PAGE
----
Mid-season update – what drugs are at festivals this summer

This season, much like last summer, has seen more n-ethylpentylone and more high dose MDMA.

N-ethylpentylone has become the main adulterant in MDMA and our main substance of concern. N-ethylpentylone is in the cathinone family of drugs, sometimes referred to as “bath salts.” In previous years we’ve seen all sorts of different substances sold as MDMA. This year vast majority of substitutions have been only n-ethylpentylone, a drug that we’ve heard called “a shit time for a long time.”

If a sample is presumed to be MDMA but tests show that it’s not, it is most likely n-ethylpentylone. A new development has been a number of samples of both pressed pills and crystal which contain MDMA mixed with n-ethylpentylone, a combination which led to us issuing an alert just after New Year about blue crown pills. These mixtures will appear to be MDMA in a reagent test, but could lead to unexpected consequences including anxiety, heart palpitations, and insomnia. N-ethylpentylone has been implicated in two deaths overseas and numerous mass hospitalisations, including in New Zealand. You can read more about n-ethylpentylone on our website.

We have also seen a continuation of the pressed pills containing 2-3 doses of MDMA. Pink Porsches, Green Guccis, Yellow Rolexes, and Blue Louis Vuitton pills are all still around, and should be approached with extreme caution. We also have some evidence that these pills are now being copied. Copycat pills could contain anything, including toothpaste, so we recommend testing even with a ‘known’ press. New high-dose pills we have tested include a pink pill shaped like a Canadian maple leaf that is estimated to contain 3 standard doses of MDMA. Even taking less than a whole pill has resulted in people needing medical attention this summer, so treat these with caution.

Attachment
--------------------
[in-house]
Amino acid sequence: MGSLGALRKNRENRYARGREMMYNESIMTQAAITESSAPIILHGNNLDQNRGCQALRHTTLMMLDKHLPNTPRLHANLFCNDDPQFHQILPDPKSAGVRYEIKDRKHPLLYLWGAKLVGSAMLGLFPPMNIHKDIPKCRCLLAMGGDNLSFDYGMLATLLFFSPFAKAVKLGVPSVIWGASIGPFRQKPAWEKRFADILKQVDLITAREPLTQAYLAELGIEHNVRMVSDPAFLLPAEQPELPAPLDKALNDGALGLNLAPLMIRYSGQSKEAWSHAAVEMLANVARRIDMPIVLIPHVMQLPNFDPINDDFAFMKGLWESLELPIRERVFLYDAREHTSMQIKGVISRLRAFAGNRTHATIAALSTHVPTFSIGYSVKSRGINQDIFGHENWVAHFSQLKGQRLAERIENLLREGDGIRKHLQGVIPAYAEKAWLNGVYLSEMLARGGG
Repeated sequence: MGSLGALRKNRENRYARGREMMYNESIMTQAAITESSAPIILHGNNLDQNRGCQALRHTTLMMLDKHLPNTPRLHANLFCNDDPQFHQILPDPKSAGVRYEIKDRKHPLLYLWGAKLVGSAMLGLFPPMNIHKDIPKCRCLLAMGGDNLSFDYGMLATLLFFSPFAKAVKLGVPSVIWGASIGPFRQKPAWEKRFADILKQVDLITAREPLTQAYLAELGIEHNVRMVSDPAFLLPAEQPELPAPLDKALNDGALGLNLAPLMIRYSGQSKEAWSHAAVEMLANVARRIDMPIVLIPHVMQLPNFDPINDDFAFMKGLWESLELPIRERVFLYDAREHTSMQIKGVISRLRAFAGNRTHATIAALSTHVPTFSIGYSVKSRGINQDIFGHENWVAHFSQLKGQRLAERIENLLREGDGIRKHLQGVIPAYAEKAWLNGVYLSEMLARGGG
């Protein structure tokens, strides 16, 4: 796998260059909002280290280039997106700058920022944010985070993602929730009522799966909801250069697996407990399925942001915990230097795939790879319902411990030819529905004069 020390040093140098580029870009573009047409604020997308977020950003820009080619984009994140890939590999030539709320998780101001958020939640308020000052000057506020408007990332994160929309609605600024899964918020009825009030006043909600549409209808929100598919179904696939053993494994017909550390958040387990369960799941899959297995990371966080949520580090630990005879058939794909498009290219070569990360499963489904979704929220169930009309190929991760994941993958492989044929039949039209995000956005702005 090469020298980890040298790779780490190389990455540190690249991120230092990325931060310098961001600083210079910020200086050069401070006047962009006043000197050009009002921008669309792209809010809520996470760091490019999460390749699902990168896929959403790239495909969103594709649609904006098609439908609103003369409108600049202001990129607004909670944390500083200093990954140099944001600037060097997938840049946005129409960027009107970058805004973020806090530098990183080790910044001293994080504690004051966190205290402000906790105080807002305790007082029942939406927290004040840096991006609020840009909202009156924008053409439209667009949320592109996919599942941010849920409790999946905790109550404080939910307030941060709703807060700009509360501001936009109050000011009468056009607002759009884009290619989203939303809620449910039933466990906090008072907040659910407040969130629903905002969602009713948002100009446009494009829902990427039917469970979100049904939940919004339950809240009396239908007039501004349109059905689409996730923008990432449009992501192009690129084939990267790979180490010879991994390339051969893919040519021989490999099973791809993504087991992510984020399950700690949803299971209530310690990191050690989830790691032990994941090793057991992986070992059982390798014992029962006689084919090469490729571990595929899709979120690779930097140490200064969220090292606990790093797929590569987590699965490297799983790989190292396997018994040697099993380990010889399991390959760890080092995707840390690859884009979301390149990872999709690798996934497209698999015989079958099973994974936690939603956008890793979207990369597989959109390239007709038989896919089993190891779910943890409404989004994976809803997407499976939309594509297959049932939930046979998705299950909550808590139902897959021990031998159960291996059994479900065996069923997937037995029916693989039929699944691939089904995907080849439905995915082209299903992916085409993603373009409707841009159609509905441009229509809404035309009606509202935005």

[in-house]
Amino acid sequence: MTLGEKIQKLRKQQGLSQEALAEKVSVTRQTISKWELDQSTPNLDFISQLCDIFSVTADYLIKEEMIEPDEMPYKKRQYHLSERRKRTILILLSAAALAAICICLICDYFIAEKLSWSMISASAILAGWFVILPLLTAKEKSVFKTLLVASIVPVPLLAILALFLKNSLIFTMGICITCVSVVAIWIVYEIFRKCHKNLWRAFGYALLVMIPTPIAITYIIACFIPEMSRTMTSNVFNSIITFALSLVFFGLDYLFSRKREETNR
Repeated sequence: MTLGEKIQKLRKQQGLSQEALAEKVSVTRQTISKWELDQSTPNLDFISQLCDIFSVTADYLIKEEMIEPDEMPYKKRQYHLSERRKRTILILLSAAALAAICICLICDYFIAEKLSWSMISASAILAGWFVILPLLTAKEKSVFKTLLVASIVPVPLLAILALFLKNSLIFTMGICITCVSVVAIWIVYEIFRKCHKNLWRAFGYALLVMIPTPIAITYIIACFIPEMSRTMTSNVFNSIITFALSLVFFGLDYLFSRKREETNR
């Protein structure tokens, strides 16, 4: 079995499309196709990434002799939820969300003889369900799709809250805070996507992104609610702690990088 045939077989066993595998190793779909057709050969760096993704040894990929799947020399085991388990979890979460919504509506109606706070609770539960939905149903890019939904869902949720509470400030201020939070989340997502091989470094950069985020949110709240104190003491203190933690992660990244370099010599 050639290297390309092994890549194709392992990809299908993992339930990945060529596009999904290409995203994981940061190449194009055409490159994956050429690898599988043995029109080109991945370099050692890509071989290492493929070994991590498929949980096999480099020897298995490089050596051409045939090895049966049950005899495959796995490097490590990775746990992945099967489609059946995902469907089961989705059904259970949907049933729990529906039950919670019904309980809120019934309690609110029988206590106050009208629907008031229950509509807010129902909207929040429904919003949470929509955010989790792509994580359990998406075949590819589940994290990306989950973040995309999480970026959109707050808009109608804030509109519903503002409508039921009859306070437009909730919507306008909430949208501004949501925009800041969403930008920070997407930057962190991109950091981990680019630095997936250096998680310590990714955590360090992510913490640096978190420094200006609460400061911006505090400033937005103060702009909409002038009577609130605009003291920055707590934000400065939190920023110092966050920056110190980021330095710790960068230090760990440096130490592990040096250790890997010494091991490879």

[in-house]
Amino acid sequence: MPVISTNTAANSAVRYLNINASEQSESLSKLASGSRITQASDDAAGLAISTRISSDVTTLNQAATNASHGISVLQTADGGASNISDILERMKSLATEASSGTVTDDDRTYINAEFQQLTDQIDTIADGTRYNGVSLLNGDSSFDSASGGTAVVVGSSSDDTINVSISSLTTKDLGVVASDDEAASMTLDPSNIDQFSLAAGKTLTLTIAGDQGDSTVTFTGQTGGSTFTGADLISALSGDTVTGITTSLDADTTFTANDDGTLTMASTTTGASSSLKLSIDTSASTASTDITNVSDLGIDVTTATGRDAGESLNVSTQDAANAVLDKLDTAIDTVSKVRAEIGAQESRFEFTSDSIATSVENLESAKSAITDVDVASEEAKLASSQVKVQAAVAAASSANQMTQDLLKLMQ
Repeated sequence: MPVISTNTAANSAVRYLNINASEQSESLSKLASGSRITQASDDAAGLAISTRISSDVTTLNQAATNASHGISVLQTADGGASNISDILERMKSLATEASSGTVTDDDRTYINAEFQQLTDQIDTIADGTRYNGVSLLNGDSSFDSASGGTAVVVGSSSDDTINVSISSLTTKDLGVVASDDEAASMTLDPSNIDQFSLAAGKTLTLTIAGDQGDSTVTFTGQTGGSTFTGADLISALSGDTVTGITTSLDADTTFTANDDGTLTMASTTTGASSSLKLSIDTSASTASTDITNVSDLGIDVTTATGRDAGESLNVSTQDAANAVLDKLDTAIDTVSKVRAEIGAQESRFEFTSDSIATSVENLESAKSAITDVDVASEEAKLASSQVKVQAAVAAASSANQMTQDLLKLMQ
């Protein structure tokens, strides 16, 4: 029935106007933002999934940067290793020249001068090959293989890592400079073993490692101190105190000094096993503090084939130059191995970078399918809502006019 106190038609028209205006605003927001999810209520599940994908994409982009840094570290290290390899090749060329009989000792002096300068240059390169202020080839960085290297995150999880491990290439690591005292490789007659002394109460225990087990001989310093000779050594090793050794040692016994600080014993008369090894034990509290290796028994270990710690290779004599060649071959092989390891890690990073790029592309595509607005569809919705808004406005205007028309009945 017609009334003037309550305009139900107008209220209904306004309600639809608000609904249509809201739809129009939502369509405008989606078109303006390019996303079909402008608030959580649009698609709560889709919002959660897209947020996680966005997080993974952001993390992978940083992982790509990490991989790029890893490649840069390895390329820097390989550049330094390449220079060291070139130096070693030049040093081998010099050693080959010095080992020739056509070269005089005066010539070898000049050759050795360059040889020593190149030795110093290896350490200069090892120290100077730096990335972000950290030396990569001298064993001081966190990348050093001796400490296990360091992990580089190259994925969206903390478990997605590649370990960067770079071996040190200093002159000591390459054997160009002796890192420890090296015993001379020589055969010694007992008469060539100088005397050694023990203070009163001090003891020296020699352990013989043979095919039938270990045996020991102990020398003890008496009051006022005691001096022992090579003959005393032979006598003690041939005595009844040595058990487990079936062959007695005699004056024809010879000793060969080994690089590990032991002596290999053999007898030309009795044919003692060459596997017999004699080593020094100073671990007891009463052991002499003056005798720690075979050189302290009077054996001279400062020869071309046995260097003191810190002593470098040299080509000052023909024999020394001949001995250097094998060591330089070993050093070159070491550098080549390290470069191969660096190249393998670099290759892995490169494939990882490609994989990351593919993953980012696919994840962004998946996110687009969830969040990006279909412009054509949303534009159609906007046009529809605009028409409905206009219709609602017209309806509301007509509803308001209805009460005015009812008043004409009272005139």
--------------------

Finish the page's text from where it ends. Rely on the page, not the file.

There is also a lot of supposedly MDMA crystal around that tests as MDMA. Care should be taken with this – even when a substance is what you are hoping for, it’s still not “safe”. Measuring doses by eye is a particularly unsafe practice in the current climate, as is snorting.

We recommend approaching even tested substances with extreme caution. Start small – half or less than the dose you would normally take – and start slow – wait at least an hour to gauge the effects before considering  having more. We also recommend against snorting these substances. It’s damaging to your nose, the effects will wear off faster, and you may be be tempted to take more. It’s more harmful and more expensive, so if you are taking anything, oral is the safer route.

This summer we have also been asked by event medics to let people know that they shouldn’t be afraid to seek them out if they do get into difficulties. The medics want you to know they are there to help, and they will do it in confidence. If you are at all concerned about your wellbeing at an event, please go see them.

50227204_10156541038103347_614996745071362048_o (3)

KnowYourStuffNZ is a not-for-profit social enterprise funded entirely by donations from the community. If you value our work, please donate.